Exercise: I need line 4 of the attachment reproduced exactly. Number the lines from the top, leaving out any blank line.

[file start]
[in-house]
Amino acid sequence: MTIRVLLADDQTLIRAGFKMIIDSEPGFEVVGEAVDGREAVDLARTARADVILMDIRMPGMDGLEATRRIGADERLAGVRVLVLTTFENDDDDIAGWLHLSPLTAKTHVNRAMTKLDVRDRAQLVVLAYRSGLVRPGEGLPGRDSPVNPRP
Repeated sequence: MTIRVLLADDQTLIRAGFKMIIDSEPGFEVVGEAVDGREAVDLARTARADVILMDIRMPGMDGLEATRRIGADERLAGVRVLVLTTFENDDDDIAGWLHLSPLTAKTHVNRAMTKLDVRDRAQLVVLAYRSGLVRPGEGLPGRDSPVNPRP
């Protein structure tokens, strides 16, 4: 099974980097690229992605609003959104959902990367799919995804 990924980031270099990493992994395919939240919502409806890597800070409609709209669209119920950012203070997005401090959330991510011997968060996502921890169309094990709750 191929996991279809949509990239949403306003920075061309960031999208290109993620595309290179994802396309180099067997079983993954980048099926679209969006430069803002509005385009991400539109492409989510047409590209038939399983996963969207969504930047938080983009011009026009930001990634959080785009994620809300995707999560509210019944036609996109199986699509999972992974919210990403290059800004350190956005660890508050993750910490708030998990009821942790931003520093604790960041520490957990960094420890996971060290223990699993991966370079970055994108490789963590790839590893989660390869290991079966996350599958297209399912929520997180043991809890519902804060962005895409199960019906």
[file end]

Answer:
């Protein structure tokens, strides 16, 4: 099974980097690229992605609003959104959902990367799919995804 990924980031270099990493992994395919939240919502409806890597800070409609709209669209119920950012203070997005401090959330991510011997968060996502921890169309094990709750 191929996991279809949509990239949403306003920075061309960031999208290109993620595309290179994802396309180099067997079983993954980048099926679209969006430069803002509005385009991400539109492409989510047409590209038939399983996963969207969504930047938080983009011009026009930001990634959080785009994620809300995707999560509210019944036609996109199986699509999972992974919210990403290059800004350190956005660890508050993750910490708030998990009821942790931003520093604790960041520490957990960094420890996971060290223990699993991966370079970055994108490789963590790839590893989660390869290991079966996350599958297209399912929520997180043991809890519902804060962005895409199960019906």